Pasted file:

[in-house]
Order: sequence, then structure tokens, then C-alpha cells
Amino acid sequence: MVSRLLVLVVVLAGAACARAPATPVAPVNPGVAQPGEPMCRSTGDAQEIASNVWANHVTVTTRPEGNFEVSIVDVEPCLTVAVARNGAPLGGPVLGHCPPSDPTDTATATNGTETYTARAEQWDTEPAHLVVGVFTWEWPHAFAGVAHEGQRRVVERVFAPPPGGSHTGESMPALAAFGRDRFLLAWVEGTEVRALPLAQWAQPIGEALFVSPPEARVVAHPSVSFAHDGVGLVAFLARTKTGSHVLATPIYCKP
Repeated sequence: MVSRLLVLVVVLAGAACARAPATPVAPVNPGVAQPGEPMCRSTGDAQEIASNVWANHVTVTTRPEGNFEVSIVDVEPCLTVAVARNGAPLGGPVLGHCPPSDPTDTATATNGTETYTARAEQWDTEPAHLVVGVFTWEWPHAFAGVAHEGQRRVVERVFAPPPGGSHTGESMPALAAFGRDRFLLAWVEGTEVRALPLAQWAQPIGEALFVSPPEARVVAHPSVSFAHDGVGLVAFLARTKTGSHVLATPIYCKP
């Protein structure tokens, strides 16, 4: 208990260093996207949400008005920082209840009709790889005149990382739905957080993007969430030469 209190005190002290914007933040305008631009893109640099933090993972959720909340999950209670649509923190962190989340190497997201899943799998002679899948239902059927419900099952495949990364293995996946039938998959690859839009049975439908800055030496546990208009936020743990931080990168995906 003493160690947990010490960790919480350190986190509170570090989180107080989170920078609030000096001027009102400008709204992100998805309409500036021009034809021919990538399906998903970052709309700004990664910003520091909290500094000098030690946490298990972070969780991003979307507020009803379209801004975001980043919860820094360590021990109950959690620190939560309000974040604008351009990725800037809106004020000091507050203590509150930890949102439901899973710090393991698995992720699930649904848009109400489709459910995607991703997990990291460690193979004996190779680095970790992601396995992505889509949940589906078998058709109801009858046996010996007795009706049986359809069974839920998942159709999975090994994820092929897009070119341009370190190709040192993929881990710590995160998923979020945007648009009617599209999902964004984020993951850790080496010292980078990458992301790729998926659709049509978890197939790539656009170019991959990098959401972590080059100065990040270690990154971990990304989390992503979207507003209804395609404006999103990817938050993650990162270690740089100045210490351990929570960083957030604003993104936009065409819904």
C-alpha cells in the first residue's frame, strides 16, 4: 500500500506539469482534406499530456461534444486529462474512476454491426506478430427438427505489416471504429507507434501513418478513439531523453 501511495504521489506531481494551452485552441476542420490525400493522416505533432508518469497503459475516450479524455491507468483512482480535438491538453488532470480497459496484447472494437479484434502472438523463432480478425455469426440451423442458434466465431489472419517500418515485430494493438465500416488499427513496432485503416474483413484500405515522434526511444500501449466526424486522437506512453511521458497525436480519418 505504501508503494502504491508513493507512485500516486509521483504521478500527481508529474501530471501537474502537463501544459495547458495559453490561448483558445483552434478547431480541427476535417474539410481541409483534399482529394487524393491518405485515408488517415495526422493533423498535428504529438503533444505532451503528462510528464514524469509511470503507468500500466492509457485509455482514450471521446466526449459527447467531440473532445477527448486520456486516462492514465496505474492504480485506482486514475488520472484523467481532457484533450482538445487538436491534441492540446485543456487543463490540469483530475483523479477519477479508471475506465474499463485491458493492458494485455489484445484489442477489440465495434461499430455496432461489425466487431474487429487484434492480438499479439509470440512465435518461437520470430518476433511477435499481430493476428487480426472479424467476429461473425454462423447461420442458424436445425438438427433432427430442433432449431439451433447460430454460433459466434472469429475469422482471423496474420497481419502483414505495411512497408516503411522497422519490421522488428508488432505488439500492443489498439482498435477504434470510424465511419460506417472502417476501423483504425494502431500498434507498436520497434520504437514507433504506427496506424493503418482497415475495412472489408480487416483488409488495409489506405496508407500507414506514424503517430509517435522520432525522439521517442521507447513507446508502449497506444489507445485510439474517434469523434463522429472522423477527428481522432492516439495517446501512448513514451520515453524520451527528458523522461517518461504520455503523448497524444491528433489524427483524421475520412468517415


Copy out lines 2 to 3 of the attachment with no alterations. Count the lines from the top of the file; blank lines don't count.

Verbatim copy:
Order: sequence, then structure tokens, then C-alpha cells
Amino acid sequence: MVSRLLVLVVVLAGAACARAPATPVAPVNPGVAQPGEPMCRSTGDAQEIASNVWANHVTVTTRPEGNFEVSIVDVEPCLTVAVARNGAPLGGPVLGHCPPSDPTDTATATNGTETYTARAEQWDTEPAHLVVGVFTWEWPHAFAGVAHEGQRRVVERVFAPPPGGSHTGESMPALAAFGRDRFLLAWVEGTEVRALPLAQWAQPIGEALFVSPPEARVVAHPSVSFAHDGVGLVAFLARTKTGSHVLATPIYCKP